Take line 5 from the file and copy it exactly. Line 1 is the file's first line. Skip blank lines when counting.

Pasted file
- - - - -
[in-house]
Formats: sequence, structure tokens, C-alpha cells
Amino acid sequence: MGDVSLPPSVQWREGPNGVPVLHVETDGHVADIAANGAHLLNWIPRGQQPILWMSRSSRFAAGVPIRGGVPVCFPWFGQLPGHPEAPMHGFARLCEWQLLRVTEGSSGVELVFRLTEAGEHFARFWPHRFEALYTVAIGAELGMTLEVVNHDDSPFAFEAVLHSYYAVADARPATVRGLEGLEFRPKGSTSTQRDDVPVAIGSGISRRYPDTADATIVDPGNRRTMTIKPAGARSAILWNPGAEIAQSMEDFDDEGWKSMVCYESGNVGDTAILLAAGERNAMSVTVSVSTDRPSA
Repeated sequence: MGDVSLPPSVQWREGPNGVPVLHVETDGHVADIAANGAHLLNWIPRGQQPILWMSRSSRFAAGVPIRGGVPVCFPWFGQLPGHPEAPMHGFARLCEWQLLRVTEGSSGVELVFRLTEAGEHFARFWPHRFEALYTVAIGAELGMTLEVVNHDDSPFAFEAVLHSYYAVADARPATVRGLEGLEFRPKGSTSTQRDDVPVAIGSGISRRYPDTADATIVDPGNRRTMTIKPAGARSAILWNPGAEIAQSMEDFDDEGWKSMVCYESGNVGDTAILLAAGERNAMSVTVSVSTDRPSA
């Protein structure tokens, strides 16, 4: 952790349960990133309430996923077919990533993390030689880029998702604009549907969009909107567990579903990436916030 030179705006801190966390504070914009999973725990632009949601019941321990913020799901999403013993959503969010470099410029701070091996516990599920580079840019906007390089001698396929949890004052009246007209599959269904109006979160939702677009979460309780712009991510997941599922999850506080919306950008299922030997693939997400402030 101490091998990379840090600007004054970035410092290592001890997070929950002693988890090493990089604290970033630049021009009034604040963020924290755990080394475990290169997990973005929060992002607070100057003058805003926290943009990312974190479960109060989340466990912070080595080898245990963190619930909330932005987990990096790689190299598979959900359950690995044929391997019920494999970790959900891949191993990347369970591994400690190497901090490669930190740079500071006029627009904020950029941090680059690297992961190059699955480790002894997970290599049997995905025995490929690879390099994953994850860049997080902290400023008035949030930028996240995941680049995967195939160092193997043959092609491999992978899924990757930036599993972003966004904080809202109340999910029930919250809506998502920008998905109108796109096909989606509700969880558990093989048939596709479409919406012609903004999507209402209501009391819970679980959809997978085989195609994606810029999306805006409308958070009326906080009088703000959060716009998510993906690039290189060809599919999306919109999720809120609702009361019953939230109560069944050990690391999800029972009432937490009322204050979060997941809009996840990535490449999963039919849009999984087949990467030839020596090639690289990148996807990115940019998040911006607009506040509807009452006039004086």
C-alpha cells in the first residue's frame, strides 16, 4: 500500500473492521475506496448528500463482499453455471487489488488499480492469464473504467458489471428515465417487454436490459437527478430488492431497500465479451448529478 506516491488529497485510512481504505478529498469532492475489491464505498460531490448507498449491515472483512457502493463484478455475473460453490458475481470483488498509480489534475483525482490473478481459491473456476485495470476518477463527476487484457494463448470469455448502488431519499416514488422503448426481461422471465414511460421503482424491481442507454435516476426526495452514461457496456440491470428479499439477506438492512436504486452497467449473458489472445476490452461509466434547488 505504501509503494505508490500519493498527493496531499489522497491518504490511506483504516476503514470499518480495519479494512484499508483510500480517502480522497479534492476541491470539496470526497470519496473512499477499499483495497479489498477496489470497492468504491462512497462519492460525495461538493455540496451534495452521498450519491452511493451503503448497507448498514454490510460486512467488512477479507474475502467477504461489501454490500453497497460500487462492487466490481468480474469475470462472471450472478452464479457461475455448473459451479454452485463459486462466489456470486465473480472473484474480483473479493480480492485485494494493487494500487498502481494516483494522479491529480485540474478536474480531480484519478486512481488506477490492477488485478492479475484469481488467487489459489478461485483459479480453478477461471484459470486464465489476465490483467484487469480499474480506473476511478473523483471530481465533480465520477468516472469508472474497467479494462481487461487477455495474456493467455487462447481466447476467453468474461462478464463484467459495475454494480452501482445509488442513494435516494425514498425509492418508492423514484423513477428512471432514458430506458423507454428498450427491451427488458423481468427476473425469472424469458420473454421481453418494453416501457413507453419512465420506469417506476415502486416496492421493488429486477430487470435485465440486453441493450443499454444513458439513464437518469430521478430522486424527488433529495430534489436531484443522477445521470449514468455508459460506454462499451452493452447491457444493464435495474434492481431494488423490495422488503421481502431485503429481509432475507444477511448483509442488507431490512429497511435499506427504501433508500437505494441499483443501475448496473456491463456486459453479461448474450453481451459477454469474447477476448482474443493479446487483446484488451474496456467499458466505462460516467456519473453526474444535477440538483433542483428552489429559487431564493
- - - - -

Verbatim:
């Protein structure tokens, strides 16, 4: 952790349960990133309430996923077919990533993390030689880029998702604009549907969009909107567990579903990436916030 030179705006801190966390504070914009999973725990632009949601019941321990913020799901999403013993959503969010470099410029701070091996516990599920580079840019906007390089001698396929949890004052009246007209599959269904109006979160939702677009979460309780712009991510997941599922999850506080919306950008299922030997693939997400402030 101490091998990379840090600007004054970035410092290592001890997070929950002693988890090493990089604290970033630049021009009034604040963020924290755990080394475990290169997990973005929060992002607070100057003058805003926290943009990312974190479960109060989340466990912070080595080898245990963190619930909330932005987990990096790689190299598979959900359950690995044929391997019920494999970790959900891949191993990347369970591994400690190497901090490669930190740079500071006029627009904020950029941090680059690297992961190059699955480790002894997970290599049997995905025995490929690879390099994953994850860049997080902290400023008035949030930028996240995941680049995967195939160092193997043959092609491999992978899924990757930036599993972003966004904080809202109340999910029930919250809506998502920008998905109108796109096909989606509700969880558990093989048939596709479409919406012609903004999507209402209501009391819970679980959809997978085989195609994606810029999306805006409308958070009326906080009088703000959060716009998510993906690039290189060809599919999306919109999720809120609702009361019953939230109560069944050990690391999800029972009432937490009322204050979060997941809009996840990535490449999963039919849009999984087949990467030839020596090639690289990148996807990115940019998040911006607009506040509807009452006039004086």